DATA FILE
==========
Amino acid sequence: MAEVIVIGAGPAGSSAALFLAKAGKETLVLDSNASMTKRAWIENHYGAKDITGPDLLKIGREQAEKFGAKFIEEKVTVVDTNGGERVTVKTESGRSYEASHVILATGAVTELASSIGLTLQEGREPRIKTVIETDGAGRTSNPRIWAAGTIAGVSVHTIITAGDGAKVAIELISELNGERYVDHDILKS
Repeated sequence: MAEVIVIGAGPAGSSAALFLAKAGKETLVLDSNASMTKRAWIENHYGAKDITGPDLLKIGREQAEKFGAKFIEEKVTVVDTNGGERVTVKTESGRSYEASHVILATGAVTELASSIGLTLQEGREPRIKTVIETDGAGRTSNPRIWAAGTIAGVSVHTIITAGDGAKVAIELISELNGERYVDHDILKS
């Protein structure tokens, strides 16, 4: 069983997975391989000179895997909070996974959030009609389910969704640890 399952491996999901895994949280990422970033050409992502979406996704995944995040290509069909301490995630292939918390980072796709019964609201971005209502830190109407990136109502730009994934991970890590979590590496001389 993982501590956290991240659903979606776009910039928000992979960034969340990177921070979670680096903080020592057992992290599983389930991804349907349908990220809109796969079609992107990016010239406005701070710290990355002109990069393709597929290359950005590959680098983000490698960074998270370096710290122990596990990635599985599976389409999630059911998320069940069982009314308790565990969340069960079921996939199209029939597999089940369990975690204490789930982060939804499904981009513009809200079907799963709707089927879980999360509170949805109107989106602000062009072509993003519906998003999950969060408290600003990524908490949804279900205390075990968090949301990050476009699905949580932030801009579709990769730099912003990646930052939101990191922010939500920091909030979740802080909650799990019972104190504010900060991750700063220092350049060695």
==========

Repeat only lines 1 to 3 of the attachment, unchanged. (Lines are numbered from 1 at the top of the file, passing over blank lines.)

Amino acid sequence: MAEVIVIGAGPAGSSAALFLAKAGKETLVLDSNASMTKRAWIENHYGAKDITGPDLLKIGREQAEKFGAKFIEEKVTVVDTNGGERVTVKTESGRSYEASHVILATGAVTELASSIGLTLQEGREPRIKTVIETDGAGRTSNPRIWAAGTIAGVSVHTIITAGDGAKVAIELISELNGERYVDHDILKS
Repeated sequence: MAEVIVIGAGPAGSSAALFLAKAGKETLVLDSNASMTKRAWIENHYGAKDITGPDLLKIGREQAEKFGAKFIEEKVTVVDTNGGERVTVKTESGRSYEASHVILATGAVTELASSIGLTLQEGREPRIKTVIETDGAGRTSNPRIWAAGTIAGVSVHTIITAGDGAKVAIELISELNGERYVDHDILKS
């Protein structure tokens, strides 16, 4: 069983997975391989000179895997909070996974959030009609389910969704640890 399952491996999901895994949280990422970033050409992502979406996704995944995040290509069909301490995630292939918390980072796709019964609201971005209502830190109407990136109502730009994934991970890590979590590496001389 993982501590956290991240659903979606776009910039928000992979960034969340990177921070979670680096903080020592057992992290599983389930991804349907349908990220809109796969079609992107990016010239406005701070710290990355002109990069393709597929290359950005590959680098983000490698960074998270370096710290122990596990990635599985599976389409999630059911998320069940069982009314308790565990969340069960079921996939199209029939597999089940369990975690204490789930982060939804499904981009513009809200079907799963709707089927879980999360509170949805109107989106602000062009072509993003519906998003999950969060408290600003990524908490949804279900205390075990968090949301990050476009699905949580932030801009579709990769730099912003990646930052939101990191922010939500920091909030979740802080909650799990019972104190504010900060991750700063220092350049060695």